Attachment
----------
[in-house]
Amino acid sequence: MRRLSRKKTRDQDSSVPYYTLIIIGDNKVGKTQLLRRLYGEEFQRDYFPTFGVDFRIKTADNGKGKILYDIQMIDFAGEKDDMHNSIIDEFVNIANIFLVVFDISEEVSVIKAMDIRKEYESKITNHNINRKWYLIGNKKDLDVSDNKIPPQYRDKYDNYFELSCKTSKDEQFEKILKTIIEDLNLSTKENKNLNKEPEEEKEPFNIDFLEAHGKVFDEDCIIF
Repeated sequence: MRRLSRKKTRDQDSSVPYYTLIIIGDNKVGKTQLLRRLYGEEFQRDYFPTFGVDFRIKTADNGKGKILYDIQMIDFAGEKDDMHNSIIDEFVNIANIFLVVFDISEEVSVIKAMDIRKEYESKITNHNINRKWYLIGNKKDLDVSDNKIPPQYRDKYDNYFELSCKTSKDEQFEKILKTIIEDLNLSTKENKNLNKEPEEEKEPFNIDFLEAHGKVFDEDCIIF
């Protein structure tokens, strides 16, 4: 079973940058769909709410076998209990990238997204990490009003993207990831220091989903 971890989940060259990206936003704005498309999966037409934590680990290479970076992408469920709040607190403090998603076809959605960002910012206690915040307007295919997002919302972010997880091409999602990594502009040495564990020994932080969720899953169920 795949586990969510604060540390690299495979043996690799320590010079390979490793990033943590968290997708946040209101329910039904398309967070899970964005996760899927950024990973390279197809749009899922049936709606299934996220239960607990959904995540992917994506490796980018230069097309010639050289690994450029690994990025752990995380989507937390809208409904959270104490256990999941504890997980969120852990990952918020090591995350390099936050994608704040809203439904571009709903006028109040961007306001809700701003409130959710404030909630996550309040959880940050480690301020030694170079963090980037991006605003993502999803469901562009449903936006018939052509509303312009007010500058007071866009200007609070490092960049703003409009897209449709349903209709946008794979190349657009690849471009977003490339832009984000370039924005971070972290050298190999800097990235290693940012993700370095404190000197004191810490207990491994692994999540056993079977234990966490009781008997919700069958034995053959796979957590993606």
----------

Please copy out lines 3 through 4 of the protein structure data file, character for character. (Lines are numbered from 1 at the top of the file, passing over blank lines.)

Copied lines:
Repeated sequence: MRRLSRKKTRDQDSSVPYYTLIIIGDNKVGKTQLLRRLYGEEFQRDYFPTFGVDFRIKTADNGKGKILYDIQMIDFAGEKDDMHNSIIDEFVNIANIFLVVFDISEEVSVIKAMDIRKEYESKITNHNINRKWYLIGNKKDLDVSDNKIPPQYRDKYDNYFELSCKTSKDEQFEKILKTIIEDLNLSTKENKNLNKEPEEEKEPFNIDFLEAHGKVFDEDCIIF
């Protein structure tokens, strides 16, 4: 079973940058769909709410076998209990990238997204990490009003993207990831220091989903 971890989940060259990206936003704005498309999966037409934590680990290479970076992408469920709040607190403090998603076809959605960002910012206690915040307007295919997002919302972010997880091409999602990594502009040495564990020994932080969720899953169920 795949586990969510604060540390690299495979043996690799320590010079390979490793990033943590968290997708946040209101329910039904398309967070899970964005996760899927950024990973390279197809749009899922049936709606299934996220239960607990959904995540992917994506490796980018230069097309010639050289690994450029690994990025752990995380989507937390809208409904959270104490256990999941504890997980969120852990990952918020090591995350390099936050994608704040809203439904571009709903006028109040961007306001809700701003409130959710404030909630996550309040959880940050480690301020030694170079963090980037991006605003993502999803469901562009449903936006018939052509509303312009007010500058007071866009200007609070490092960049703003409009897209449709349903209709946008794979190349657009690849471009977003490339832009984000370039924005971070972290050298190999800097990235290693940012993700370095404190000197004191810490207990491994692994999540056993079977234990966490009781008997919700069958034995053959796979957590993606």